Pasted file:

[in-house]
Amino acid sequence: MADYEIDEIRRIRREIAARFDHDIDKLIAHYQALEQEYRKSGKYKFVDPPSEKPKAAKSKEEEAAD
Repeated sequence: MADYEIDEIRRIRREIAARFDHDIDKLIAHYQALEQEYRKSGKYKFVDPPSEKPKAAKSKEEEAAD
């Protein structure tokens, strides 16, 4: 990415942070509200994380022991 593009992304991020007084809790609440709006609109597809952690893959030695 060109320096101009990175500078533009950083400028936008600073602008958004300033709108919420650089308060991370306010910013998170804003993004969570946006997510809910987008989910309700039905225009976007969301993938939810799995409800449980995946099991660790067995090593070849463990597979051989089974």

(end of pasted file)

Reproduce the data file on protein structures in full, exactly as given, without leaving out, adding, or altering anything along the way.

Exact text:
[in-house]
Amino acid sequence: MADYEIDEIRRIRREIAARFDHDIDKLIAHYQALEQEYRKSGKYKFVDPPSEKPKAAKSKEEEAAD
Repeated sequence: MADYEIDEIRRIRREIAARFDHDIDKLIAHYQALEQEYRKSGKYKFVDPPSEKPKAAKSKEEEAAD
């Protein structure tokens, strides 16, 4: 990415942070509200994380022991 593009992304991020007084809790609440709006609109597809952690893959030695 060109320096101009990175500078533009950083400028936008600073602008958004300033709108919420650089308060991370306010910013998170804003993004969570946006997510809910987008989910309700039905225009976007969301993938939810799995409800449980995946099991660790067995090593070849463990597979051989089974």